Kilian Peter Heeg wins ESRF Young Scientist award


Kilian Peter Heeg has been awarded the title of Young Scientist 2018 by the ESRF User Organisation in recognition of his pioneering work on light-matter interactions enabling resonant brilliance enhancement of X-ray pulses. This award is presented every year at the ESRF annual User Meeting to a scientist aged 37 or younger for outstanding work conducted at the ESRF.

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Kilian Heeg is a physicist and postdoctoral researcher at the Max Planck Institute for Nuclear Physics in Heidelberg, Germany. Aged just 31, Kilian has already significantly shaped the field of X-ray quantum optics.

Kilian says: “I wanted to be a mathematician when I was a child and I was always fascinated by natural sciences. However in my final years in school I fell in love with physics and very quickly became fascinated with quantum mechanics and especially quantum optics. I feel very honoured and pleased to have been chosen as the winner of this year’s ESRF Young Scientist Award.”

Quantum optics is concerned with the phenomena of light and its interaction with matter, where the quantum mechanical character becomes crucial. Kilian’s work focusses on X-rays and calls on synchrotron radiation sources to excite nuclear resonances in matter. These nuclei can absorb the X-rays and then release them some time later. Part of his work has involved demonstrating slow light, this means to slow down X-ray pulses in matter by several orders of magnitude using quantum optical effects. The phenomenon of slowing down light is a concept that has been known in the visible domain for some years, however it still very novel in the X-ray domain. The experiments fall into the domain of fundamental research and could serve in the future to develop optical circuits that no longer require electronic components.

Kilian has been a regular user of the ESRF’s ID18 Nuclear Resonance Scattering beamline since 2013.  "Kilian Heeg is a rising name in the field of nuclear resonance scattering and despite his young age, he has several papers to his name, each of them averaging around 20 citations, which is a great marker. We are always happy to see him come back to ID18 to conduct experiments and bring new ideas", says Alexander Chumakov, Scientist on ESRF's ID18 beamline.”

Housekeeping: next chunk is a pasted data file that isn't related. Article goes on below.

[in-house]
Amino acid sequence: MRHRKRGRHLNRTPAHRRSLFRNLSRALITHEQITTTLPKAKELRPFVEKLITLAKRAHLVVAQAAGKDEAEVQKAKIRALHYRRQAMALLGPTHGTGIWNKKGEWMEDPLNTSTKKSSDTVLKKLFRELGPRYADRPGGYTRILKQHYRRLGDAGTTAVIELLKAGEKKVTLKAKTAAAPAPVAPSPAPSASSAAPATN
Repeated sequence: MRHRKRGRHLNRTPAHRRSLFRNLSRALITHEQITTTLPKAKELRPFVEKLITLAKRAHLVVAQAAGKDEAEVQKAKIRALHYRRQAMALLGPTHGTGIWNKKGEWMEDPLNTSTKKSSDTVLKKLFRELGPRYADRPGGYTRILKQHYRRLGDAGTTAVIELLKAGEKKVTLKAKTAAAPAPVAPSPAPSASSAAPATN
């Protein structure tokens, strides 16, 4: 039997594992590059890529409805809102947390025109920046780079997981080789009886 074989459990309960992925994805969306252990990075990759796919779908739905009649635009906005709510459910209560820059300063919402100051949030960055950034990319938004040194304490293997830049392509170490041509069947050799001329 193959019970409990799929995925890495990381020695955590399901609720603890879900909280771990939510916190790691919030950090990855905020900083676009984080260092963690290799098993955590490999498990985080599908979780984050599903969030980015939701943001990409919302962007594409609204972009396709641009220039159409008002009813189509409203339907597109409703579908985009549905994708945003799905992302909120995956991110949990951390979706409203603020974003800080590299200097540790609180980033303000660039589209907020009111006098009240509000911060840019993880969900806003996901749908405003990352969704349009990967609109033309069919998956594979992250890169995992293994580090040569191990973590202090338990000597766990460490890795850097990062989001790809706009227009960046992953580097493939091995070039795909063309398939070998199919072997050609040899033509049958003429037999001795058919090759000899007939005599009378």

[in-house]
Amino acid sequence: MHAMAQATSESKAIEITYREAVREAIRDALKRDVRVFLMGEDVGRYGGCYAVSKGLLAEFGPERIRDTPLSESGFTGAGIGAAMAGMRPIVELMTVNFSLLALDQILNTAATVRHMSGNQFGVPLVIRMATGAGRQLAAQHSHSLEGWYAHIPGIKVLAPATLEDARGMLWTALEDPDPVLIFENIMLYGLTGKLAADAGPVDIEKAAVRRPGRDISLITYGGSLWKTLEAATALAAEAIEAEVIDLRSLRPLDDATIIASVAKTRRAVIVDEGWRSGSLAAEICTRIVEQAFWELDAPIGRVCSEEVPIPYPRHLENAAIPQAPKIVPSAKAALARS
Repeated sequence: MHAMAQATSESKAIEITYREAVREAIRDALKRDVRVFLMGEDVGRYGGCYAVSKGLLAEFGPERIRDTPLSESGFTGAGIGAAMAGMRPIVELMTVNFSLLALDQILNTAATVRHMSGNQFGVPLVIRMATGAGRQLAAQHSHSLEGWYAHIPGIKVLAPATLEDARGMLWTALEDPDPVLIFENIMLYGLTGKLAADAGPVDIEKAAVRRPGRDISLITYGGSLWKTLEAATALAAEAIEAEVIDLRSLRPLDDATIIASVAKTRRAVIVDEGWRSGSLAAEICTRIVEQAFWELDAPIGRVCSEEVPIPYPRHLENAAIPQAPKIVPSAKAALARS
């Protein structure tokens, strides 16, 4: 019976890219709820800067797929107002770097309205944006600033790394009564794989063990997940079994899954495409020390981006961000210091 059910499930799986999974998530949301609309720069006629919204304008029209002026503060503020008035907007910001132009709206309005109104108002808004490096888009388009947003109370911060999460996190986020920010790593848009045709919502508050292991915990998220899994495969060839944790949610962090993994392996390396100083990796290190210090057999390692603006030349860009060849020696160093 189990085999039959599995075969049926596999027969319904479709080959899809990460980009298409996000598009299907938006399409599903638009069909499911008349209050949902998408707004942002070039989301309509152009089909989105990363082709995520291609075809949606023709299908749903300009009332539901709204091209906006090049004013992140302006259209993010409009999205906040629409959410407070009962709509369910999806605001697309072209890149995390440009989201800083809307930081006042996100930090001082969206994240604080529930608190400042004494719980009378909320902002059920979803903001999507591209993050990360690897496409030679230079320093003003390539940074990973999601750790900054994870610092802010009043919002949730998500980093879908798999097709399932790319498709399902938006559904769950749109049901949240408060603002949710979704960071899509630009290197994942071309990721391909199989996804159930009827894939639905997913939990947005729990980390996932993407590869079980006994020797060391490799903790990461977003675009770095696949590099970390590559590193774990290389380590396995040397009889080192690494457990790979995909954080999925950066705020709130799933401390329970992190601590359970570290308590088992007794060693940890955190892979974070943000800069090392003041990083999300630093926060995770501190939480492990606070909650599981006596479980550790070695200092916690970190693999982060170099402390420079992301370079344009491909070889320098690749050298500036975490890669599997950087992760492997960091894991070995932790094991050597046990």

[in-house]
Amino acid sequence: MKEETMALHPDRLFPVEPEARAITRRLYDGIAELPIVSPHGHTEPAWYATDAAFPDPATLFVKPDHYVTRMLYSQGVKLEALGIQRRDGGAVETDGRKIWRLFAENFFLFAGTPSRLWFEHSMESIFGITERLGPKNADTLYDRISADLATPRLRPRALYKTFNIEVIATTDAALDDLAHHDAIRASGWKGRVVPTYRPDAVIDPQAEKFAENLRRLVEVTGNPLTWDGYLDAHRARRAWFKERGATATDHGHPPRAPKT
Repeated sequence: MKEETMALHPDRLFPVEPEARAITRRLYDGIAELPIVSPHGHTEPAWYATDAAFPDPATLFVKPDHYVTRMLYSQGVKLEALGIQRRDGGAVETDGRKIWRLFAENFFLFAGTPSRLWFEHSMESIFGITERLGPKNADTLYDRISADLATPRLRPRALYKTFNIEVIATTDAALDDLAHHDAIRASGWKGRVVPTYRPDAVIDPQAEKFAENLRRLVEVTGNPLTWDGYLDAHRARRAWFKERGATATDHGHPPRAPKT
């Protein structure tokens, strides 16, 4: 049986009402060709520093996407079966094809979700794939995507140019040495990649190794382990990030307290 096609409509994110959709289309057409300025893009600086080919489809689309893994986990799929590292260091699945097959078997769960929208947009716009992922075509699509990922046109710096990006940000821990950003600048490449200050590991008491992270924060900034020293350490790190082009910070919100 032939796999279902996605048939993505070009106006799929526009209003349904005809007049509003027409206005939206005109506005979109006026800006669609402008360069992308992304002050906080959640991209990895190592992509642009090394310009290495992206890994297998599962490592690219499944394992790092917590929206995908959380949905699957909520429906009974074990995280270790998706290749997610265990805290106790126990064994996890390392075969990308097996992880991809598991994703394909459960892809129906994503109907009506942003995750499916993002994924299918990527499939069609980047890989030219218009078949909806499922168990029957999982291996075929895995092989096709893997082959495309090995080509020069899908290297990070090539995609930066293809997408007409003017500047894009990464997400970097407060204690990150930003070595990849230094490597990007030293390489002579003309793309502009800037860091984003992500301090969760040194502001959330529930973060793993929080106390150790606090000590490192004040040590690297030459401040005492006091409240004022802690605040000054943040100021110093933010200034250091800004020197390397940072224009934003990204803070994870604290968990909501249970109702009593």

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Kilian with Alexander Chumakov on ID18. ©ESRF/C. Argoud

In 2017, Kilian published ground-breaking work on light-matter interactions in the journal Science. The control of interactions between light and matter is a key requirement of essentially all modern applications in the optical sciences. Kilian introduced and experimentally demonstrated an entirely new method to control the interaction of light and matter for use in X-ray quantum optics. It is based on precisely controlled motion of a resonant target and enables to tailor the X-ray spectrum. This way, desired components of the light can even be amplified, such that, for example, nuclear resonances can be excited more efficiently. This method and the resulting enhancement of the resonant brilliance of X-ray pulses opens new paths in X-ray science.

Watch the video to hear Kilian Heeg speak about his work during a trip to the ESRF.

Kilian remembers the moment he knew he’d found something substantial. “After a two-year preparation period and two previous beamtimes, I’d come to the ESRF to carry out measurements.  We started the calibration and it usually takes about three hours to get a good parameter set. But that day, I don’t know what happened, we found the ideal parameters from the very start. We immediately got the best result before even calibrating. It was one of those famous ‘Eureka moments’ because I knew exactly what I hoped to see and all of a sudden it was there, instantly recognizable as a great result.”

In 2017 Kilian was awarded the IBAME (International Board on the Applications of the Mössbauer Effect) young scientist award in recognition of his excellent contributions and ground-breaking results in the emerging field of nuclear quantum optics.

He also developed the widely accepted standard theory for quantum optics with nuclei in thin film cavities as well as a method to observe so-called spontaneously generated coherences at X-ray energies. Kilian developed the theoretical concepts for this method as well as driving the experimental verifications at synchrotron radiation facilities, including the ESRF.

“One of my aims in the future is to observe X-ray induced quantum dynamics in nuclear samples, which goes beyond linear scattering theory. This requires very high intensities but also excellent coherence properties like those that will be found in future synchrotrons, for example ESRF-EBS”, says Kilian. “The team effort in my work is very important. I’m a theoretical physicist, so I don’t have any samples myself. I need to rely on the expertise of other people at the beamline and, of course, to operate a 5-6 day experiment involves a lot of people, too. The challenge is knowing how to mount and prepare the experiment and those skills belong to the experimental physicists to whom I’m extremely grateful," he adds.

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Kilian Heeg prior to the Young Scientist Award talk at the 2018 ESRF User Meeting. ©ESRF/C. Argoud


Top image: Kilian on ESRF's ID18 beamline ¬©ESRF/C. Argoud